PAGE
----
I also have three Citibank credit cards, and it sounds like it's time one of them should go -- to perhaps be replaced by a Credit Card I'll Use For Foreign Transactions Only.  (Of course, that wouldn't have saved me from the fee here, as I had no freakin' idea the charge was a foreign transaction, but there's a principle at stake here.)  And, y'know, if I end up using their card for other domestic transactions instead of my Citi cards, well, that's just Citi's loss, isn't it?  (Clearly, as I'm paying on time and they are therefore not making 29.99% interest off me, I'm not high on their list of Customers To Retain.)

Still, it's not quite worth leaving the bank for -- they've generally been good to me.  They reverse baseless charges (and, on occasion, even charges that aren't entirely baseless, if I ask nice), and their fraud prevention has been rather remarkable on picking up on fraudulent charges.

I poke around the internet and discover that Capital One does not charge foreign transaction fees, so they seem like the best bet for my new Foreign Transaction Credit Card.

I foolishly google for reviews.  Pages and pages of people hating on Capital One.  Customer service sucks; baseless charges; "worst bank ever" and so forth.  

For comparison, I then google for reviews of Citibank.  Same thing.  Pages and pages of customer service sucks; baseless charges; and "worst bank ever."

I'm sensing our issues are industry-wide.

Sunday, January 10, 2010

Update on the death

They caught the guy.

And we know it's the guy, because he apparently confessed.

Turns out it was personal -- dude had been in an "intimate relationship" with the victim.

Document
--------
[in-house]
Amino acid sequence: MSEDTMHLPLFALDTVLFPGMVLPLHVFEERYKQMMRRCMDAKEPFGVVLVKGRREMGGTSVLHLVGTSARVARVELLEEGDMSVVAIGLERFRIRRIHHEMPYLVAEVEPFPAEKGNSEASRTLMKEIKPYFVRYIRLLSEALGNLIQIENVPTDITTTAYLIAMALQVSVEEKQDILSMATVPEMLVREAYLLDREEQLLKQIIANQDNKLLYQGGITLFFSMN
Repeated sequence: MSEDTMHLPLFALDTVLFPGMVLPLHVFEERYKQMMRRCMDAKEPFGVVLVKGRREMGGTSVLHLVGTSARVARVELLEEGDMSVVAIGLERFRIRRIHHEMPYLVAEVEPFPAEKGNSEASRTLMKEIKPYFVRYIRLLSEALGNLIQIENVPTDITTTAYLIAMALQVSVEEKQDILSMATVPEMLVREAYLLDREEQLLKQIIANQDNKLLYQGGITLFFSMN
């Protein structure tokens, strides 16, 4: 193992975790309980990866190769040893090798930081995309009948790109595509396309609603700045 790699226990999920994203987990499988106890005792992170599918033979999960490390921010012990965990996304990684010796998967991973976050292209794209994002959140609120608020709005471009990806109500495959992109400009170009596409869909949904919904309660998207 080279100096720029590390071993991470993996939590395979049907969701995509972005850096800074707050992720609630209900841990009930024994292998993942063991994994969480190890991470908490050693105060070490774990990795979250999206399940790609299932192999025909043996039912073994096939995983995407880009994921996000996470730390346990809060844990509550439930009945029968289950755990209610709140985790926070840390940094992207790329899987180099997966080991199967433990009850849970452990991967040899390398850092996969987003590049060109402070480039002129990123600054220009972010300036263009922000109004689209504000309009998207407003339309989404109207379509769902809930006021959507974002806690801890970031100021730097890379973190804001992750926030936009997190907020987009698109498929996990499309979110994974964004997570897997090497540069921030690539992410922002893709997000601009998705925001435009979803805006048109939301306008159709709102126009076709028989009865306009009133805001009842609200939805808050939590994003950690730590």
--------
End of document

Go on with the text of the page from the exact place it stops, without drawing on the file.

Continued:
This doesn't make it any less tragic, but I feel a certain level of satisfaction at the closure.  The sheer "why?!" of it has been resolved, at least on a grand scale.  (I still wonder why, but it's more a question of what was going on in this one man's head, and I'm fairly sure the answer is none of my business anyway.)

I can go all philosophical about this -- about how when I used to work on murder cases, it was always important in some way to get a grip on the "why," because then I could sort of distance myself from it and feel safer.  And wonder if this is a human reaction to violent crime -- that we don't want to know the details out of morbid curiosity, but rather to just separate ourselves from it.

I can also get all angry about this, which I did when I heard a radio news report on the arrest, which managed to -- without actually accusing anyone -- imply that various sordid things could have been going on.  (I'll have to remember the technique if I'm ever planning to defame anyone.  You know, something like, "Police searched his kitchen; they didn't say whether he ate babies.")

But, basically, I'm still sad.

Monday, January 4, 2010

Another Death

I've blogged before about people who've died -- a professor who influenced me deeply and a former colleague I'd hoped to make peace with.

But this is a new one for me to get my brain around:  a murder.

A local theatre director, Ben Bradley, was found murdered in his home -- the victim of multiple stab wounds -- this weekend.  (Story here.)  I didn't know him personally, but I knew his work well, and to the extent that I (in my theatre critic capacity) am a member of the Los Angeles theatrical community, I can say that this well and truly bites.

Of course, in my lawyer capacity, I know pretty clearly that murders happen -- so often that they don't even make the news.  But those tend to happen in circles in which I (thankfully) don't travel, so it's easy to distance myself.  In my circles, people die of "old age," or illness, or accident.  And it's tragic and sad, particularly when someone is struck down so young, but that's Fate or Shit Happening or whatever you want to call it.